4.9
March 9, 2017

The 10 Inhibitors of a “Zen” kind of Life.

Let’s face it…feeling zen, happy, and at peace with ourselves is not something most of us feel on a daily basis.

Most people I know are struggling just to feel good as they navigate their way through life. They’re stressed, depressed, angry, frustrated, and filled with a boatload of anxiety.

I, too, used to fluctuate between feeling the highest of highs and the lowest of lows. But in the last 10 years, I’ve realized that so many of those lows had to do with my own perceptions about life, the stories I created around other people’s behavior, and the meaning I attached to everything that was happening to me.

This is stuff we can change so that we can feel more consistent waves of joy and inner peace without the constant mood swings.

So if you want to significantly reduce the amount of anxiety, depression, and feelings of discontent you may be experiencing, these are the top 10 things we all need to stop doing:

1. Believing life should be a certain way. I think we all come into the world having expectations about our lives. Whether it’s the belief that if we work hard, we’ll land a great job and have everything we want, or that, at a certain age, we’ll meet the person of our dreams, get married, and start a family—we all think life should go the way we envision it.

If we can accept that life will only go the way it is meant to—for us—we wouldn’t become so unraveled every time our lives hit a minor plot twist. I believe our souls all have a unique blueprint of what we’re each here to learn, which will never be identical to another person’s. So surrender to whatever meandering path your life takes because there is a reason you’re being led there.

2. Comparing yourself to other people. Social media makes it incredibly challenging to not look at other people’s lives and compare ourselves to what our friends are doing, who they’re spending time with, and the exciting portrait they’re painting of their lives.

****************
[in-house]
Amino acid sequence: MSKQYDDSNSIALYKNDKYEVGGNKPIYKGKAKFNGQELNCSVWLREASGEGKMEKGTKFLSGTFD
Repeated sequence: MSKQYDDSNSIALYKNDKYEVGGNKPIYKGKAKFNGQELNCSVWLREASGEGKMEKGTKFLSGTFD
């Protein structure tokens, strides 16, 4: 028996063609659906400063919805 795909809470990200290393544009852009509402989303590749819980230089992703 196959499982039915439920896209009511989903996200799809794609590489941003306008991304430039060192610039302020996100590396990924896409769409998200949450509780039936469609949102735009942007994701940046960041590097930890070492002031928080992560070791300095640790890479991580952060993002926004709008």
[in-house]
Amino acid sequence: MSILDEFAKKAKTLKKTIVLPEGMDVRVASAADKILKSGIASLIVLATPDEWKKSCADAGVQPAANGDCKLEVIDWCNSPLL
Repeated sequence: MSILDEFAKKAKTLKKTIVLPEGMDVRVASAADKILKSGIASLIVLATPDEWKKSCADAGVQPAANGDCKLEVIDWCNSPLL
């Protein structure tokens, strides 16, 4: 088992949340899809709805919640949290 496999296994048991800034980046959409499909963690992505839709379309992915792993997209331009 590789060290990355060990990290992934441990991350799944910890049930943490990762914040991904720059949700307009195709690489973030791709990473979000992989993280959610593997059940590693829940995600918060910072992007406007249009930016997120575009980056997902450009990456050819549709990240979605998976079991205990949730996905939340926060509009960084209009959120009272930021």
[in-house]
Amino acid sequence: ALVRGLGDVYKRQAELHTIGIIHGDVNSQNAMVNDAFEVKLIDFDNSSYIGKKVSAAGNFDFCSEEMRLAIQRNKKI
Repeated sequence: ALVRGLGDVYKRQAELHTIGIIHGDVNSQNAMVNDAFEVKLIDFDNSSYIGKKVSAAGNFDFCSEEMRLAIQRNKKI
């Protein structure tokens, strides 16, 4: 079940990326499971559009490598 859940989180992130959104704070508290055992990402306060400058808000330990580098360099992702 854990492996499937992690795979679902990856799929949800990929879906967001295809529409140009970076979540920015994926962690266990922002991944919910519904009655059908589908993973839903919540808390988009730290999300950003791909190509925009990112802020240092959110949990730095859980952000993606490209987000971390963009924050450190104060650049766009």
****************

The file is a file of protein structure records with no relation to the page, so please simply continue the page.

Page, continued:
The only person you should ever be comparing yourself to is you. That means you can measure yourself against an older version of who you used to be, in an effort to be the very best version of you, but never against someone else.

3. Being attached to material things. We all know money doesn’t buy happiness. Many of my clients, who are making great money in their current jobs, are unhappy because they’re not doing what they are truly passionate about. They feel trapped in their job in order to maintain the material lifestyle they’ve become accustomed to.

Once we release our attachment to needing a certain income to feel like we’re “enough,” to drive a certain type of car, to live in a bigger home, or own expensive things, we’ll find that those things never actually bring long-term happiness anyway.

Appreciating and enjoying what we already have, rather than falling into the trap that bigger and better things will make us feel better, is one of the easiest ways to release the anxiety and pressure we feel.

4. Having expectations of people and situations. This one is a biggie. We all have expectations, and we should—in some cases—like how we want and expect to be treated by other people, especially in our most intimate relationships.

But having expectations of how exactly a relationship is going to play out (our desire that it lead to a commitment or marriage), or what a new job venture we’re exploring is going to lead to, or how somebody is going to react to something important that we’re doing in our lives—this is something we need to let go of.

Every upset is created by an unfulfilled expectation. Letting go of our expectations is one the best ways to really be present and enjoy what’s happening in the moment, so we don’t get so rattled when things don’t turn out the way we planned.

5. Overthinking. When we’re in our heads all the time, whether we’re thinking too far into the future, analyzing every aspect of a situation or person, or coming up with 20 different scenarios of what “could” happen, we suck the joy and spontaneity out of everything we do or could be doing.

It’s one thing to exercise caution before making major decisions. But it’s a totally different ball game when we start obsessing, over-analyzing, or conjuring up unlikely scenarios that will probably never happen and instead stop us from living.